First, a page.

• An assessment of the maximum feasible resource potential of the renewable electricity technology families and subcategories from 2010 to 2030;

    • An assessment of the constraints to renewable electricity generation technologies expansion for each electricity technology family and sub-category from now to 2030;

    • Three scenarios of potential annual build rates from now to 2030 for each technology family listed in Table 1, differentiating by sub-category where appropriate; and

    • An assessment of generation costs of renewable electricity technologies.

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    The team considered the following constraints:

    • Supply chain: fuel supply (where applicable), equipment and materials, skilled labour availability and installation capacity;

    • Planning: Government consent, local authority planning approval for power plant;

    • Grid constraints: construction of and connection to the transmission network; and reinforcement of the transmission network; and

    • Other constraints: physical constraints (including availability of suitable sites) and any other potential barriers (technical, legal, etc), which could limit the deployment or maximum feasible potential.

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    The potential for major refurbishment and repowering of existing infrastructure was taken into account.

    Based on the supply chain, planning, grid and other constraints identified, three deployment scenarios were developed on the maximum amount of capacity that could be built per year in the UK (MW/year) as follows:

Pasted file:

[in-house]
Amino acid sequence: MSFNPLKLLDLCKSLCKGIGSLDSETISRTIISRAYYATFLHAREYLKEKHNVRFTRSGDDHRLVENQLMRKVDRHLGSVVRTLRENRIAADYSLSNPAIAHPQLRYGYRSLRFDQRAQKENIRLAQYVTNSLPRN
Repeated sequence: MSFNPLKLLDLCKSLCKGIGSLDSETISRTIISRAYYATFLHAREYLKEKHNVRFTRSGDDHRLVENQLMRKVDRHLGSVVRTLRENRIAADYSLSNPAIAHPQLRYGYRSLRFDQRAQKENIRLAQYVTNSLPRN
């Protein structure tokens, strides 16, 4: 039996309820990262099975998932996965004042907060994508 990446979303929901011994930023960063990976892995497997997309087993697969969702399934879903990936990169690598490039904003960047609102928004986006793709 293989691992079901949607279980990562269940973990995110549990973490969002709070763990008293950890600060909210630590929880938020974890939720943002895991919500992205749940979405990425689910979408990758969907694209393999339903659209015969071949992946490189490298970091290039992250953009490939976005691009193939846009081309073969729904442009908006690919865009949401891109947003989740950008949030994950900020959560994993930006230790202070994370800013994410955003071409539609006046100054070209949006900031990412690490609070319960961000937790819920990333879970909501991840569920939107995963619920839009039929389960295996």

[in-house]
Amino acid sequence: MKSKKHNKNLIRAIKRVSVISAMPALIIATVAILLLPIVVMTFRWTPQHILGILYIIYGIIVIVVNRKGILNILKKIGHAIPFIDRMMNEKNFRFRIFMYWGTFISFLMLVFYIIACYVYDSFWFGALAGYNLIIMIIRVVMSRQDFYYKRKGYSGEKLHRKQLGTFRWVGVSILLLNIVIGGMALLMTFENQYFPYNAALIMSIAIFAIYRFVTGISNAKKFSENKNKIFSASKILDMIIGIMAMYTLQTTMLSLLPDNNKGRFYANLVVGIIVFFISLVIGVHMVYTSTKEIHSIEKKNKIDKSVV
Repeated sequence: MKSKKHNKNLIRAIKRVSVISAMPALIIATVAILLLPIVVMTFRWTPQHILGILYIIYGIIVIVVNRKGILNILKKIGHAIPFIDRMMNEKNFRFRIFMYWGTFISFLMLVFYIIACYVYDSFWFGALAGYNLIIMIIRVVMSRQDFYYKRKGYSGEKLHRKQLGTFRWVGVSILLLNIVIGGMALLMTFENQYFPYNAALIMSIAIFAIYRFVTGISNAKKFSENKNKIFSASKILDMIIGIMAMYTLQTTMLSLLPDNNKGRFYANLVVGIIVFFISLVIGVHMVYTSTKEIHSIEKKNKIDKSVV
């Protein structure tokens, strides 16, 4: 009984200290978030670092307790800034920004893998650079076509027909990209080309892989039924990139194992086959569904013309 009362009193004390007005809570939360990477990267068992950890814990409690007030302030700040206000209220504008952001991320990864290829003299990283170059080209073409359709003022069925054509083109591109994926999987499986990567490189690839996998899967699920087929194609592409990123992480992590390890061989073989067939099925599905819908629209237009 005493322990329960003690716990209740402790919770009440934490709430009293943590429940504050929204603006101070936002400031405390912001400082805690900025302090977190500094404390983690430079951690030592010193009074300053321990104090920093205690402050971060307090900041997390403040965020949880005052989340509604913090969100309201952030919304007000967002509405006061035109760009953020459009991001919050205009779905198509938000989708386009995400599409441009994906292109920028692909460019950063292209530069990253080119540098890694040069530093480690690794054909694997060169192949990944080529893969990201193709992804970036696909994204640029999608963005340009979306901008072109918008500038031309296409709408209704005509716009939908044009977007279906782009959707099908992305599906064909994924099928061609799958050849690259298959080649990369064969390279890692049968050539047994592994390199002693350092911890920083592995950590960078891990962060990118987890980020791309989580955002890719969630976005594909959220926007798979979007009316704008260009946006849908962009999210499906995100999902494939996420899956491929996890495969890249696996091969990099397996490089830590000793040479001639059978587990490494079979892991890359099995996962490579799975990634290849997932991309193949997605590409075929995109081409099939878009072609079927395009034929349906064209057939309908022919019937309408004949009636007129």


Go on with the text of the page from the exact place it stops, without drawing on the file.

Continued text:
• Low scenario: the maximum amount of capacity that could be built per year per renewable technology between now and 2030 in the UK given current constraints;

    • Medium scenario: the maximum amount of capacity that could be built per year per renewable technology between now and 2030 in the UK if some of the constraints are relaxed; and

    • High scenario: the maximum amount of capacity that could be built per year per renewable technology between now and 2030 in the UK if additional constraints are relaxed.

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    Output from all three scenarios is presented in terms of annual installed capacity (MW/yr), cumulative installed capacity (MW) and energy generation (GWh/yr). For each technology a view was also developed as to what deployment trends were likely to look like beyond 2030.

    A commentary on the regional distribution of deployment for each of the deployment scenarios across England, Scotland, Wales and Northern Ireland is provided where applicable.

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    The review of generation costs draws on publicly available information, Arup and E&Y proprietary cost data and project cost data collected through extensive consultation with industry stakeholders. The work involved:

    • Reviewing industry literature to gather benchmarks on project costs for the technologies covered in the report. This includes information on capital expenditure (capex), operating expenditure (opex) and capacity factors.